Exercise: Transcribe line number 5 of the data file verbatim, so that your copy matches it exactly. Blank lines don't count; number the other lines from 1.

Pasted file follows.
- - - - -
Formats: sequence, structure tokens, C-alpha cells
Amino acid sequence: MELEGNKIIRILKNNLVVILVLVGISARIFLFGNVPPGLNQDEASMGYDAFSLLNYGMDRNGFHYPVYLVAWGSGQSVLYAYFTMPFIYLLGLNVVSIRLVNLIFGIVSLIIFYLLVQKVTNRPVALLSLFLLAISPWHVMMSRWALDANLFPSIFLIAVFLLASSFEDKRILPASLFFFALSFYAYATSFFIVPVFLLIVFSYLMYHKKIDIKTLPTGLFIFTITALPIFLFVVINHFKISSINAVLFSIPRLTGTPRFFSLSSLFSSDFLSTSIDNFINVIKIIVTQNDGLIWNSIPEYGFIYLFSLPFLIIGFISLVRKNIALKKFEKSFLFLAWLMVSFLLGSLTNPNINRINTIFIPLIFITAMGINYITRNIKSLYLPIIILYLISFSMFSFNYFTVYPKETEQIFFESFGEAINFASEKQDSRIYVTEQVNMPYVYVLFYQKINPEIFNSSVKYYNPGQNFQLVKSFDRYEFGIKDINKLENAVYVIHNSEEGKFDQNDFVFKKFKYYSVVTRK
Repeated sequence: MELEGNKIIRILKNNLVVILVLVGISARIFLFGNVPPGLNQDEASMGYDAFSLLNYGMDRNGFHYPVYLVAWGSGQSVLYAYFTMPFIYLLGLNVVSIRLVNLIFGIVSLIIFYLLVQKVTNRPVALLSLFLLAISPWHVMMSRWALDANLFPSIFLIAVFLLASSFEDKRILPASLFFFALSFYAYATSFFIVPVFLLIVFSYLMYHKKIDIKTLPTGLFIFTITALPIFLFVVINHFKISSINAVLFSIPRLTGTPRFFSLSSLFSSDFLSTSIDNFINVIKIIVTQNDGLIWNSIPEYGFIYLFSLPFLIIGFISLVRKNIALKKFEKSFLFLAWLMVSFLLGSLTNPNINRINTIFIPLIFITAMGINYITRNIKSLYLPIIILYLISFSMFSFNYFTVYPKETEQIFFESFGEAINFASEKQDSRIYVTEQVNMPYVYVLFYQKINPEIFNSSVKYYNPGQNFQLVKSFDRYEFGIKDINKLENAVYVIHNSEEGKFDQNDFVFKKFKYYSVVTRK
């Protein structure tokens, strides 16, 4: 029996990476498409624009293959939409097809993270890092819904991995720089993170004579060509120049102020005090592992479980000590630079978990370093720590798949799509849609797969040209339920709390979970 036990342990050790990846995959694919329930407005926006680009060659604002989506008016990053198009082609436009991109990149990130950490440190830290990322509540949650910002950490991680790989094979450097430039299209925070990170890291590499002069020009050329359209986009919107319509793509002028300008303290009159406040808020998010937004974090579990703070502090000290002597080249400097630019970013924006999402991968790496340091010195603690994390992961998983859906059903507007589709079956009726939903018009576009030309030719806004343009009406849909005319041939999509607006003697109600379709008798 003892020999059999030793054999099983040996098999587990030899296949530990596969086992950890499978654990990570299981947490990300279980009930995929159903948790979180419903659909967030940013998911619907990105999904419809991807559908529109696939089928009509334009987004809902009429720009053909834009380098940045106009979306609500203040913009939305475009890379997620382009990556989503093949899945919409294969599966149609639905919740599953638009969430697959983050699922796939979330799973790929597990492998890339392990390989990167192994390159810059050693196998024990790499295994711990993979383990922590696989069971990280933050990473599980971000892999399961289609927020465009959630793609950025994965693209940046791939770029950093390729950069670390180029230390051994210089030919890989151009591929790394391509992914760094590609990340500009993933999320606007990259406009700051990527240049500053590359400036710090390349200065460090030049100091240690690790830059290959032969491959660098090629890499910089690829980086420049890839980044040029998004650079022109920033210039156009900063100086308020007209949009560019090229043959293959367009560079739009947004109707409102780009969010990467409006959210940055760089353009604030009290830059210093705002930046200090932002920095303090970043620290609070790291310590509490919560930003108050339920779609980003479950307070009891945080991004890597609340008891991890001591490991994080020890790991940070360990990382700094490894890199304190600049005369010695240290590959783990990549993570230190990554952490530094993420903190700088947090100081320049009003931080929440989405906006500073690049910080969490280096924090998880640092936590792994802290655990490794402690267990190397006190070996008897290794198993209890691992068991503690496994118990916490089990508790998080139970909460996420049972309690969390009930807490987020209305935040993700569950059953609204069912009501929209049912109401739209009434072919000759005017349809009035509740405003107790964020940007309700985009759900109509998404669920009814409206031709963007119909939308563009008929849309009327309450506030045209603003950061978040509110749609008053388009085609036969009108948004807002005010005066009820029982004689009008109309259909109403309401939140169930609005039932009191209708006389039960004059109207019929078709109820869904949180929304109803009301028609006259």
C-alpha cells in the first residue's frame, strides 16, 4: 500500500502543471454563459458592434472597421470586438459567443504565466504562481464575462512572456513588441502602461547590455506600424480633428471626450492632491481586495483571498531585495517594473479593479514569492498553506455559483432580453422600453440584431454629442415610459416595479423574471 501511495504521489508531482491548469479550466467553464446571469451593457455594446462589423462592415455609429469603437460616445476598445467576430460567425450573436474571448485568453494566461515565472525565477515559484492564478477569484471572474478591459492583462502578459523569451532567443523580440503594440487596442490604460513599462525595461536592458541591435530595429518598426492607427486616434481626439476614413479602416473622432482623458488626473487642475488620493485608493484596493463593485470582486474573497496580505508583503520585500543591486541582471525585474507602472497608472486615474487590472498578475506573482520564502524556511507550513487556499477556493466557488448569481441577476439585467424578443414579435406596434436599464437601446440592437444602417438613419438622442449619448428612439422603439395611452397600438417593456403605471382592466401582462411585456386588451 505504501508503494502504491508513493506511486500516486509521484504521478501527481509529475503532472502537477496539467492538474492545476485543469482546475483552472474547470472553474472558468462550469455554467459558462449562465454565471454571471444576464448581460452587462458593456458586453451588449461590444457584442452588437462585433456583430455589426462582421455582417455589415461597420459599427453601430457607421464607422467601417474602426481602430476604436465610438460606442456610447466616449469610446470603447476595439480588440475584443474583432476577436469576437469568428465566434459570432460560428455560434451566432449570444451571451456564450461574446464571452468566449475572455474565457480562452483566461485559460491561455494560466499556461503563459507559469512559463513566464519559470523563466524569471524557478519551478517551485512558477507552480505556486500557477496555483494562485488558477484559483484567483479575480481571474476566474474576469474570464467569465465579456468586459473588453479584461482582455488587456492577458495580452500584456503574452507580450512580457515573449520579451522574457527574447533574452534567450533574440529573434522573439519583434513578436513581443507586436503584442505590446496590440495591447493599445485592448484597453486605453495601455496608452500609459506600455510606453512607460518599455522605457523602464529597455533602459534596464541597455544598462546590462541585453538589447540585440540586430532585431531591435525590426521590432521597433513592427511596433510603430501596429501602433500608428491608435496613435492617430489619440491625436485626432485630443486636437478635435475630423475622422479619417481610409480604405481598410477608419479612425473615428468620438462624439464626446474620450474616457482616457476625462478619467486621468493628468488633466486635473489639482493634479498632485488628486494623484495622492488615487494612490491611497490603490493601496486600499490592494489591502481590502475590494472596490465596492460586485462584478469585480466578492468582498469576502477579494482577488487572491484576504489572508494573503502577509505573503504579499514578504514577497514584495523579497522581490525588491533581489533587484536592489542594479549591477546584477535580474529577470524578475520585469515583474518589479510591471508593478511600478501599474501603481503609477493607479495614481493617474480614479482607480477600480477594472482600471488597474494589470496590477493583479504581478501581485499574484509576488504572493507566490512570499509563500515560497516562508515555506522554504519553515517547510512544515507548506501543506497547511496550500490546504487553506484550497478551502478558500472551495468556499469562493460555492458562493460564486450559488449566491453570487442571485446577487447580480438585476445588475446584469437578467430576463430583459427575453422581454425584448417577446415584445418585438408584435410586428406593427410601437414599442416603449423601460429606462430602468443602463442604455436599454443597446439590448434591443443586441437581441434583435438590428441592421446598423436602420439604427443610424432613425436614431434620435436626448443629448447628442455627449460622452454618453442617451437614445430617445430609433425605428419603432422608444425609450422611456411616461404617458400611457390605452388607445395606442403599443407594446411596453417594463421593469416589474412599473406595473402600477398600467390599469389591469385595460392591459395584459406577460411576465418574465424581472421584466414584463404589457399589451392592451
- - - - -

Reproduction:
C-alpha cells in the first residue's frame, strides 16, 4: 500500500502543471454563459458592434472597421470586438459567443504565466504562481464575462512572456513588441502602461547590455506600424480633428471626450492632491481586495483571498531585495517594473479593479514569492498553506455559483432580453422600453440584431454629442415610459416595479423574471 501511495504521489508531482491548469479550466467553464446571469451593457455594446462589423462592415455609429469603437460616445476598445467576430460567425450573436474571448485568453494566461515565472525565477515559484492564478477569484471572474478591459492583462502578459523569451532567443523580440503594440487596442490604460513599462525595461536592458541591435530595429518598426492607427486616434481626439476614413479602416473622432482623458488626473487642475488620493485608493484596493463593485470582486474573497496580505508583503520585500543591486541582471525585474507602472497608472486615474487590472498578475506573482520564502524556511507550513487556499477556493466557488448569481441577476439585467424578443414579435406596434436599464437601446440592437444602417438613419438622442449619448428612439422603439395611452397600438417593456403605471382592466401582462411585456386588451 505504501508503494502504491508513493506511486500516486509521484504521478501527481509529475503532472502537477496539467492538474492545476485543469482546475483552472474547470472553474472558468462550469455554467459558462449562465454565471454571471444576464448581460452587462458593456458586453451588449461590444457584442452588437462585433456583430455589426462582421455582417455589415461597420459599427453601430457607421464607422467601417474602426481602430476604436465610438460606442456610447466616449469610446470603447476595439480588440475584443474583432476577436469576437469568428465566434459570432460560428455560434451566432449570444451571451456564450461574446464571452468566449475572455474565457480562452483566461485559460491561455494560466499556461503563459507559469512559463513566464519559470523563466524569471524557478519551478517551485512558477507552480505556486500557477496555483494562485488558477484559483484567483479575480481571474476566474474576469474570464467569465465579456468586459473588453479584461482582455488587456492577458495580452500584456503574452507580450512580457515573449520579451522574457527574447533574452534567450533574440529573434522573439519583434513578436513581443507586436503584442505590446496590440495591447493599445485592448484597453486605453495601455496608452500609459506600455510606453512607460518599455522605457523602464529597455533602459534596464541597455544598462546590462541585453538589447540585440540586430532585431531591435525590426521590432521597433513592427511596433510603430501596429501602433500608428491608435496613435492617430489619440491625436485626432485630443486636437478635435475630423475622422479619417481610409480604405481598410477608419479612425473615428468620438462624439464626446474620450474616457482616457476625462478619467486621468493628468488633466486635473489639482493634479498632485488628486494623484495622492488615487494612490491611497490603490493601496486600499490592494489591502481590502475590494472596490465596492460586485462584478469585480466578492468582498469576502477579494482577488487572491484576504489572508494573503502577509505573503504579499514578504514577497514584495523579497522581490525588491533581489533587484536592489542594479549591477546584477535580474529577470524578475520585469515583474518589479510591471508593478511600478501599474501603481503609477493607479495614481493617474480614479482607480477600480477594472482600471488597474494589470496590477493583479504581478501581485499574484509576488504572493507566490512570499509563500515560497516562508515555506522554504519553515517547510512544515507548506501543506497547511496550500490546504487553506484550497478551502478558500472551495468556499469562493460555492458562493460564486450559488449566491453570487442571485446577487447580480438585476445588475446584469437578467430576463430583459427575453422581454425584448417577446415584445418585438408584435410586428406593427410601437414599442416603449423601460429606462430602468443602463442604455436599454443597446439590448434591443443586441437581441434583435438590428441592421446598423436602420439604427443610424432613425436614431434620435436626448443629448447628442455627449460622452454618453442617451437614445430617445430609433425605428419603432422608444425609450422611456411616461404617458400611457390605452388607445395606442403599443407594446411596453417594463421593469416589474412599473406595473402600477398600467390599469389591469385595460392591459395584459406577460411576465418574465424581472421584466414584463404589457399589451392592451